Rising energy prices pace CPI surge
Supply and demand in the oil market contributing to inflation.
Nominal retail inflation in May soared by a faster-than-expected annual pace of 5%, the consumer price index’s (CPI) largest year-over-year (y/y) gain since August 2008. Energy costs were the single largest contributor, with a sharp 28.5% increase over the past year. Moreover, core CPI, which strips out food and energy costs, rose by a faster-than-expected 3.8% y/y in May, which is the most rapid increase in 29 years.
The S&P 500 climbed to a new record high of 4,250 yesterday—rising inflation provides companies with more pricing power in the recovering economy. Stocks have rallied by 13% this year and by 94% from the market’s pandemic bottom in March 2020. The S&P is now less than 6% away from our full-year target price of 4,500.
But despite the surge in inflation, benchmark 10-year Treasury yields continue to grind lower, hitting an overbought, 3-month low of 1.43% earlier today. This makes very little sense to us, as we’re still expecting that yields will rise to 2% or higher by year-end. The bond vigilantes, in our view, must believe the Federal Reserve’s explanation that the current inflation spike is transitory. As the procedural base effects completely roll off in coming months, they reason, then inflationary pressures should ease.
We’re not sold on that thesis, however. Crude oil (West Texas Intermediate, or WTI) and gasoline prices have soared by 112% and 45%, respectively, over the past seven months, with higher prices likely over the balance of this year. We believe inflation will be stickier and more sustainable than the Fed expects, in part because it appears energy prices have further upside room to run.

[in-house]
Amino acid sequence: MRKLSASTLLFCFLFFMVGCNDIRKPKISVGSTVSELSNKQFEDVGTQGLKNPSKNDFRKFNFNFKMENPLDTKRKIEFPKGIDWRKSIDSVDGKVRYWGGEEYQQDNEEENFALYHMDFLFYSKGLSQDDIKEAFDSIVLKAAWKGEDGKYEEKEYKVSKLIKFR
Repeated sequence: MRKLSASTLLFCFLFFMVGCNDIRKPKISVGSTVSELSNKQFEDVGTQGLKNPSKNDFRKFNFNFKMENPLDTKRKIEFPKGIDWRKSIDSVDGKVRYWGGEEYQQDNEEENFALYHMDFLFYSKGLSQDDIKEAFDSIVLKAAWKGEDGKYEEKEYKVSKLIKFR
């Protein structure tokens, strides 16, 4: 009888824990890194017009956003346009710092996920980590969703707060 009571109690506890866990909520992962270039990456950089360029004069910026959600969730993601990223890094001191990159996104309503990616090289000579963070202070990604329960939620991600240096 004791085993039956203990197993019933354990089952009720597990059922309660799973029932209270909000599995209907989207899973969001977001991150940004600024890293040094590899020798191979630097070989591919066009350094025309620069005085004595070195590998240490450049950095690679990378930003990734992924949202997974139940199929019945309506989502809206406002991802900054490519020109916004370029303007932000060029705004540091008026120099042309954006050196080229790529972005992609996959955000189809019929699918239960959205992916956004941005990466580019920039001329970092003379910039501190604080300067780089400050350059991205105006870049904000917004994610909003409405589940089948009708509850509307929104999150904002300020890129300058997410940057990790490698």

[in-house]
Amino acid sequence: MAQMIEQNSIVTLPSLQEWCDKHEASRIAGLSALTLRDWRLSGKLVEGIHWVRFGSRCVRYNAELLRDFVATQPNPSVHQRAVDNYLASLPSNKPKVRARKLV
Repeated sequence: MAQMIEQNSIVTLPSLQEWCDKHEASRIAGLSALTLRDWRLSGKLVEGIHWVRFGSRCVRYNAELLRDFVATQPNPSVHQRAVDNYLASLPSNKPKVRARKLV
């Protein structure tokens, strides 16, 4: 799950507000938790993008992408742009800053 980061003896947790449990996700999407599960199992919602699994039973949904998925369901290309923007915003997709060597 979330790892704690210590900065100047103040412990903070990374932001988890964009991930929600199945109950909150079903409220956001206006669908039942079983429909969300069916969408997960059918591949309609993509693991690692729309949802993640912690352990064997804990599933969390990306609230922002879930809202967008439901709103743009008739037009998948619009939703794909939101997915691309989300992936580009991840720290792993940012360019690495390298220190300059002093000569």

Oil prices rebounding As the global economy began to reopen in the second half of last year, crude oil prices (WTI) rebounded from a negative $40 per barrel in April 2020 to a positive $40 per barrel over the summer. Sitting at an oversold $34 per barrel in early November 2020, WTI has more than doubled to $71 today, a 3-year high. What fueled such a strong recovery? Operation Warp Speed was a success and nearly two-thirds of the U.S. adult population has been vaccinated, so the economy is rapidly reopening, creating a surge in both travel demand and energy usage. As a result, we are sticking to our long-standing and very out-of-consensus forecast for a $90 target price for crude oil over the next year.
Pain at the pump Over this same period, the daily national average for lagging gas prices is at $3.08 per gallon today, which is a 7-year high, up 46% from $2.10 last November. Prices are much higher, of course, in states like New York and California. The American Automobile Association (AAA) projects that gas could hit $4 a gallon in some states later this year, as drivers hit the road again in earnest when their states re-open. So if oil and gas prices continue to rise over the balance of 2021, there’s also a good chance that nominal inflation will continue to grind higher.